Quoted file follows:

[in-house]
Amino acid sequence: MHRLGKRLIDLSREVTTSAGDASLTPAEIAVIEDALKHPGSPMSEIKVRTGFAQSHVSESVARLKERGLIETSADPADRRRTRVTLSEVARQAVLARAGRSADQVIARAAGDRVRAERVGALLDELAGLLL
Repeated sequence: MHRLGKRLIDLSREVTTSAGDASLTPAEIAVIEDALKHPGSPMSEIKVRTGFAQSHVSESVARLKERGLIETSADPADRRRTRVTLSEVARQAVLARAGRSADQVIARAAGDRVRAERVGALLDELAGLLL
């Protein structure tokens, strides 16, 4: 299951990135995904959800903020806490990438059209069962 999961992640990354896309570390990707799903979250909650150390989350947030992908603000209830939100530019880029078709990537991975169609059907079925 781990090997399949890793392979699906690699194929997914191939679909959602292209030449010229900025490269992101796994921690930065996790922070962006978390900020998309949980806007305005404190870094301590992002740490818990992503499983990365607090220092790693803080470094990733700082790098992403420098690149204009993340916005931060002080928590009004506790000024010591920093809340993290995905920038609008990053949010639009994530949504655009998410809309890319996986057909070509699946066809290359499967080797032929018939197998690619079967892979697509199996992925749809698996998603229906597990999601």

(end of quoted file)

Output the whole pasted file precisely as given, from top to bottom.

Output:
[in-house]
Amino acid sequence: MHRLGKRLIDLSREVTTSAGDASLTPAEIAVIEDALKHPGSPMSEIKVRTGFAQSHVSESVARLKERGLIETSADPADRRRTRVTLSEVARQAVLARAGRSADQVIARAAGDRVRAERVGALLDELAGLLL
Repeated sequence: MHRLGKRLIDLSREVTTSAGDASLTPAEIAVIEDALKHPGSPMSEIKVRTGFAQSHVSESVARLKERGLIETSADPADRRRTRVTLSEVARQAVLARAGRSADQVIARAAGDRVRAERVGALLDELAGLLL
């Protein structure tokens, strides 16, 4: 299951990135995904959800903020806490990438059209069962 999961992640990354896309570390990707799903979250909650150390989350947030992908603000209830939100530019880029078709990537991975169609059907079925 781990090997399949890793392979699906690699194929997914191939679909959602292209030449010229900025490269992101796994921690930065996790922070962006978390900020998309949980806007305005404190870094301590992002740490818990992503499983990365607090220092790693803080470094990733700082790098992403420098690149204009993340916005931060002080928590009004506790000024010591920093809340993290995905920038609008990053949010639009994530949504655009998410809309890319996986057909070509699946066809290359499967080797032929018939197998690619079967892979697509199996992925749809698996998603229906597990999601």